Why I Don’t Use Foursquare


Foursquare would have ruined this movie.

Because I watched Will Smith’s “Enemy of the State” back in 1998.

In the film, Smith plays a lawyer who accidentally becomes the target of a corrupt politician who runs a secret NSA operation.  Smith tries to escape, but the NSA agents track him down using the latest in surveillance technology – from bugs in his shoes to spy satellites.  Smith spends the film doing a lot of running.

If he kept posting his location on Foursquare – the movie would have been less than five minutes long.  “I’m at the Starbucks on Fifth Street.”  Rogue NSA agents show up and shoot him.  Cue credits.

I’m being a bit facetious, of course.  Foursquare, for those not familiar with it, is a location-based social network (LBS) that is downloaded onto a user’s smart phone.  It allows users to post their current location.  Visit a location enough times and you become the mayor.  The service is getting rave reviews for its potential for business, particularly restaurants, bars, and attractions like amusement parks and art museums.  Foursquare isn’t the only LBS, but currently the most popular (another services are Google Buzz and BrightKite).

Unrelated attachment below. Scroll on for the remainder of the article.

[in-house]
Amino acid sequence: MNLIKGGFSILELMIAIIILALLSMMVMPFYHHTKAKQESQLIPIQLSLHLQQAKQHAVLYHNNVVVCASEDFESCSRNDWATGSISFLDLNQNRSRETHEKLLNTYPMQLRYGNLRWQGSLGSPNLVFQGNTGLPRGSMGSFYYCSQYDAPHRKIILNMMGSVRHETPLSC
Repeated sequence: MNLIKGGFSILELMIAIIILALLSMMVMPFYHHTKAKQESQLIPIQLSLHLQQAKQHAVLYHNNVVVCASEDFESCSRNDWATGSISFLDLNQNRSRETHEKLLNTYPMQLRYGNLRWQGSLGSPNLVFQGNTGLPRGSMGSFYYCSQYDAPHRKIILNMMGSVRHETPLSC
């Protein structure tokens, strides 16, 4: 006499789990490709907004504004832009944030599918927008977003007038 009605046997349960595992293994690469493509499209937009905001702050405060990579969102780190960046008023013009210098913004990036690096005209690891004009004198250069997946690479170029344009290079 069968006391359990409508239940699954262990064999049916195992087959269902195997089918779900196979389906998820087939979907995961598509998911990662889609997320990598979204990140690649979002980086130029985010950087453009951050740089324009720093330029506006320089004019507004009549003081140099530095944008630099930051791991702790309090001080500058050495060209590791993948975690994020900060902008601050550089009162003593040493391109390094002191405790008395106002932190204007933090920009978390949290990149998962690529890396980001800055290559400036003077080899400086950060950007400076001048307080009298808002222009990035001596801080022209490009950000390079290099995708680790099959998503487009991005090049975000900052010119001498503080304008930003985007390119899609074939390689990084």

There’s lots of potential in LBS and new GPS technology in mobile devices for businesses to offer coupons and incentives as well as to meet up with friends and colleagues.  But I’ve avoided Foursquare and other LBS sites for two primary reasons.  The first one is simple.  You can’t be everywhere.

As social media consultant and author David Meerman Scott notes in a blog post about why he doesn’t use LinkedIn: “I meet people every single day on my blog, on others’ blogs and on Twitter, and at this stage I am not looking for another way to connect.”

So I choose not to use Foursquare mostly because I’m already using Facebook, LinkedIn, HighTalk and other channels.  But I’ve also decided that LBS is where I’m going to draw the line in protecting my privacy and my family.  There are some inherent risks to posting your exact location all the time and users of LBS need to be cognizant of these risks.